I am an Assistant Professor in the Computer Science department at the University of Colorado and lead the Autonomous Robotics & Perception Group, conducting research in robotics, control theory, and perception. The goal behind my work is to develop novel ways in which robots can act even more efficiently or safely than their human counterparts, especially in the context of driving vehicles, physical feats, and understanding their environment. This in turn enables robots to understand their own limitations and develop new ways to solve problems that humans otherwise would solve relatively predictably. As a part of this, I also work on algorithms and hardware that enable robots to sense and perceive their environment in unique ways. My work applies concepts of nonlinear dynamical systems to contemporary model-predictive control of robots, wielding simulation-in-the-loop control and random tree-based planning to enable small ground vehicles to navigate uncertain environments.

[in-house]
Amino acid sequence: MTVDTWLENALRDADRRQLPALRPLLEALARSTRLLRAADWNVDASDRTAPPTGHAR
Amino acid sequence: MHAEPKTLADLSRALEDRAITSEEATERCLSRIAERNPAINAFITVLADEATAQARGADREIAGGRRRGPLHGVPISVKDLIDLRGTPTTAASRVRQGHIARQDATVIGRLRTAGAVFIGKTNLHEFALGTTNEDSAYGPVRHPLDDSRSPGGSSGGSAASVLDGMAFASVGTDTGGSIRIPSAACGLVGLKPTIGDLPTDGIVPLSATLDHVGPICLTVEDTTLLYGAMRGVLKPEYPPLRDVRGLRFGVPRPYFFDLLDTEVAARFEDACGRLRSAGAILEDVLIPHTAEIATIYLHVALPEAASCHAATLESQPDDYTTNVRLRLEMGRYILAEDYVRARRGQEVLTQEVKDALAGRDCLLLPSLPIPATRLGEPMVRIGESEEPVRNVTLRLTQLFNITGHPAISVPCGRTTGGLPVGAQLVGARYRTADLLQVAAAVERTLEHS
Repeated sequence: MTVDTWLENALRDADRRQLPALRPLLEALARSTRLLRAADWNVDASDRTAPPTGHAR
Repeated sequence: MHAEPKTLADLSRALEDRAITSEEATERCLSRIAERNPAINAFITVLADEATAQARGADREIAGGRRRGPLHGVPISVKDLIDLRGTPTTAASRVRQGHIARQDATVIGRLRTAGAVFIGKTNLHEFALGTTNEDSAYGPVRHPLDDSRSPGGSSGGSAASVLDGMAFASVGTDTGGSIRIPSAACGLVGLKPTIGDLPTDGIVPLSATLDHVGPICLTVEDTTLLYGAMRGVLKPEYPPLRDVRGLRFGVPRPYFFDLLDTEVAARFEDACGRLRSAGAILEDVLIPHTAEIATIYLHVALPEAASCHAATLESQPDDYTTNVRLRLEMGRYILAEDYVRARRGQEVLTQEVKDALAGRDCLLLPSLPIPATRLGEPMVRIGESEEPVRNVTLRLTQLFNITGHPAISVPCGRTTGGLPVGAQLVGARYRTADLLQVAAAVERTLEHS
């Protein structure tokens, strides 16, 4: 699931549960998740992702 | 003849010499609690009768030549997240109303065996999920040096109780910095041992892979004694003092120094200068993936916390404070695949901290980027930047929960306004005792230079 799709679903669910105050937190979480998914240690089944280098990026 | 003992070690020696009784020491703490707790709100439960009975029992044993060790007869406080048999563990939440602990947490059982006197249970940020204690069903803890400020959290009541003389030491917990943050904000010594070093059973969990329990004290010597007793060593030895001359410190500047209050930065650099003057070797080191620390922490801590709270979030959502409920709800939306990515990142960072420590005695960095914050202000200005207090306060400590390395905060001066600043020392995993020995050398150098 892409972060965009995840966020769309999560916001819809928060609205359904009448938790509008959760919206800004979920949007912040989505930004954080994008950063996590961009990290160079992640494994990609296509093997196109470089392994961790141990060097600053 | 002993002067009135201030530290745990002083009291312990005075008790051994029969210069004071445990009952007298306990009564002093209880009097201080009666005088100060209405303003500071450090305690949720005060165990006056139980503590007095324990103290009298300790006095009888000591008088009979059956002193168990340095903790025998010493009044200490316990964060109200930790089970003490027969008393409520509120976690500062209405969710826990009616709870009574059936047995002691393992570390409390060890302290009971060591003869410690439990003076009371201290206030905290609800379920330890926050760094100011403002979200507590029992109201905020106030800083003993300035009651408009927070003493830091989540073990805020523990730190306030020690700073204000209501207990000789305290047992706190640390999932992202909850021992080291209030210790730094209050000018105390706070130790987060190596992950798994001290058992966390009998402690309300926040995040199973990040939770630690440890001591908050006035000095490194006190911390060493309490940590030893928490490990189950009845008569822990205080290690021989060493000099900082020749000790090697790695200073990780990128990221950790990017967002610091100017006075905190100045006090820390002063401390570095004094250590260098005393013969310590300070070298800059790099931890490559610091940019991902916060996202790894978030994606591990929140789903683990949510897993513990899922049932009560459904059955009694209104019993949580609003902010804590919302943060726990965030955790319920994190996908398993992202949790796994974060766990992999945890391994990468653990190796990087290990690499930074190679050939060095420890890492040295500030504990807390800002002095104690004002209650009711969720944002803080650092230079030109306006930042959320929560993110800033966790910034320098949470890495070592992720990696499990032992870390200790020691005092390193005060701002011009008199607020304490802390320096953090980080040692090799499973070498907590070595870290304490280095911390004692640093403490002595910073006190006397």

I’ve also been actively working in robot perception using visual-inertial SLAM, machine learning and online system identification, all with an emphasis on experimental validation. One example of this work is in the autonomous navigation of ground vehicles through obstacle-filled rooms; humans would generally avoid driving on walls or taking jumps off objects due to their apparent challenge, but in fact the robots we build can prefer these “acrobatic” routes if their hardware supports it.

I earned my PhD at Cornell University in Theoretical and Applied Mechanics, where I conducted research on nonlinear delay-differential equations and coupled oscillators with an emphasis on perturbations, differential geometry and analysis. I was also previously a National Research Council Postdoctoral Research Fellow at the Naval Research Laboratory under the direction of Ira Schwartz and in collaboration with Ani Hsieh at Drexel University. Before joining the faculty at CU-Boulder, I was a research scientist with Gabe Sibley and chiefly maintained the tools in our GitHub.